I got to the top at 13:45. The last bit is a gruelling path of mostly wooden steps up the side of the crater but I did it and I got myself some pictographic evidence.

At 13:50 the man I was sure wouldn’t exist began shouting at people and pointing down the hill. I was a bit shocked they were this pernickety about your time on the mountain. I had powered up this mountain in just over 3 hours due to their time constraints and it had almost broken Kate. I’m sure they feel they are saving lives but we weren’t fans.

On the way back down I went a little slower and took in the views.

Once I’d met up with Kate and we’d enjoyed our lunch we set off to the bottom. Our friend at the hut was directing us down the mountain to ensure none of us stopped for a drinks break or anything dangerous like that. The walk down was not much quicker than the walk up, such was our pace on the ascent, but also the paths are largely craggy volcanic rock deposits and more difficult to traverse on the descent.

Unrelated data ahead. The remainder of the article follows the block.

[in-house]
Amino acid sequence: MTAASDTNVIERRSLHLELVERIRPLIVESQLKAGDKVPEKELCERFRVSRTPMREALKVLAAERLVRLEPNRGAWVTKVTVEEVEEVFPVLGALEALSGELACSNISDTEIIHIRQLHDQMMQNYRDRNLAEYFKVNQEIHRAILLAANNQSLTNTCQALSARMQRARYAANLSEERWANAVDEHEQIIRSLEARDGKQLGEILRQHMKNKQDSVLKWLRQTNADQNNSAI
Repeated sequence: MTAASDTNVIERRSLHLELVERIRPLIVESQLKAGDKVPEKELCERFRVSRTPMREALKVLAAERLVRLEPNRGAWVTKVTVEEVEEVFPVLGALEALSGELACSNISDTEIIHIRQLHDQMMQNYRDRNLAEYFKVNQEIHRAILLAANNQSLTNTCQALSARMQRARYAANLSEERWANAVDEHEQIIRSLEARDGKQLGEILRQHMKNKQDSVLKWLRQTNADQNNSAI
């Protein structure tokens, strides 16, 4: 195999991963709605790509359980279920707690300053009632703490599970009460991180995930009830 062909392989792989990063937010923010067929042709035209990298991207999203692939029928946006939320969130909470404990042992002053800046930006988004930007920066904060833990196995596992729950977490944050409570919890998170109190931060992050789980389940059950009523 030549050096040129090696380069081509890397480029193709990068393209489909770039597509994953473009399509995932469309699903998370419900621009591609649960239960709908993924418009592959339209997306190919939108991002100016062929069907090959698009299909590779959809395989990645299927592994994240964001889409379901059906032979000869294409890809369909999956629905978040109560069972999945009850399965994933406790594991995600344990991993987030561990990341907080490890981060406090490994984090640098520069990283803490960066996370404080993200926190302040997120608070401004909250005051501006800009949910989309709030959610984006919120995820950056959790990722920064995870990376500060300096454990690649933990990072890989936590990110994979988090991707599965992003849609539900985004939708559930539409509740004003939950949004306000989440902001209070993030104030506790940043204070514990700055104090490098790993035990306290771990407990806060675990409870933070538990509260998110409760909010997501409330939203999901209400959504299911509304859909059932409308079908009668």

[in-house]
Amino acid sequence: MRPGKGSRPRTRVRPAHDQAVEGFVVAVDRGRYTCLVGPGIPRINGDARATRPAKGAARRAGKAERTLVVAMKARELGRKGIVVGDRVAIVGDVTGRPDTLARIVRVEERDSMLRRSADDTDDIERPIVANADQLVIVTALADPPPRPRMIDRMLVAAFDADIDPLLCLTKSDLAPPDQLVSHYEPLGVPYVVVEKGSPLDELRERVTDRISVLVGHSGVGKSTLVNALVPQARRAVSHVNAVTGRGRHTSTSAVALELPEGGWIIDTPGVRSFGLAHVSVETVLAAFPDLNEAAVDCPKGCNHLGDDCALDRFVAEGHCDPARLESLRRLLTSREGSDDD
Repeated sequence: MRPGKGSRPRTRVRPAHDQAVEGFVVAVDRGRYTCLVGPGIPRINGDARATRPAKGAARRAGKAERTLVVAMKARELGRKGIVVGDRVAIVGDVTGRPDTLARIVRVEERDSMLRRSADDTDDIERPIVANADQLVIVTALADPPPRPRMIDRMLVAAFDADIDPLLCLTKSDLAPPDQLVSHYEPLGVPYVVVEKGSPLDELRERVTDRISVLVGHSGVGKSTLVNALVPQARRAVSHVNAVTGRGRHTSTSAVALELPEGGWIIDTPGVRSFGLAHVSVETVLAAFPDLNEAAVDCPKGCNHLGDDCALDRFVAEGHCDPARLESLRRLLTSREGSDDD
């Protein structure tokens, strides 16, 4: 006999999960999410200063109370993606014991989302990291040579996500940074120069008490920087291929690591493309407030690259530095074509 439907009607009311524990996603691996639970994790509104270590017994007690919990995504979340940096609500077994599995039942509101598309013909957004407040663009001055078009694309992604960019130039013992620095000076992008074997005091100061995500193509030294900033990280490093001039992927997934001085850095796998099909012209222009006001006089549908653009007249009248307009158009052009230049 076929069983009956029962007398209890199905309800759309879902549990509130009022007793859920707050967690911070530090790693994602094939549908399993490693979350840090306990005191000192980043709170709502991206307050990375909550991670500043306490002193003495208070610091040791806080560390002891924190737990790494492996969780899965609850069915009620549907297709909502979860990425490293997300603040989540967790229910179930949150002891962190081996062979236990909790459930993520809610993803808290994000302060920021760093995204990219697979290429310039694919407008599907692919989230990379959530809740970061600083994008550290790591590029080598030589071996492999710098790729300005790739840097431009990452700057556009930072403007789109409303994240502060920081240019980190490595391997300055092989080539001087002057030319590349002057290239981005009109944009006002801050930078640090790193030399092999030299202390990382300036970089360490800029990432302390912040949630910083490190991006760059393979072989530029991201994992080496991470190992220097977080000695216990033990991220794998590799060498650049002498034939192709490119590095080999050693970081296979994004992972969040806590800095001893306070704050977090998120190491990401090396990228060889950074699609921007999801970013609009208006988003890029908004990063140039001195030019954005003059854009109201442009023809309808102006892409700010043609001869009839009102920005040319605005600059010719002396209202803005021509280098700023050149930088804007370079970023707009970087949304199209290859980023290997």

At the bottom we were pooped. We made it down just before half 5 and got our bus back to the hostel. Thankfully this bus driver was in less of a rush and we got back with our nerves intact.

We got ourselves washed and changed and set off for food but struggled to find any English menus as easily as the previous night. We eventually stumbled across a Mr Pizza and went for it. The unlimited salad bar and free refills were a big plus and when the pizza came we only managed half. But we needed lunch for our journey the next day so we asked them to bag it up. We got back just after 9 and decided, after our epic adventure, that was late enough.

The next day we were off back to the mainland.

The hostel

Jeju Hiking Inn is a fairly large family run venture in the Saegwipo-si in the south of the island with a roof terrace overlooking the bay. We got ourselves an ensuite double room for less than we were paying for dorms elsewhere, including a simple breakfast of eggs and bread. The room was simple and small but sufficient. The owners’ English wasn’t great but they spokr enough to get by and they were super helpful! With the money we saved by not going on a tour the room almost paid for itself!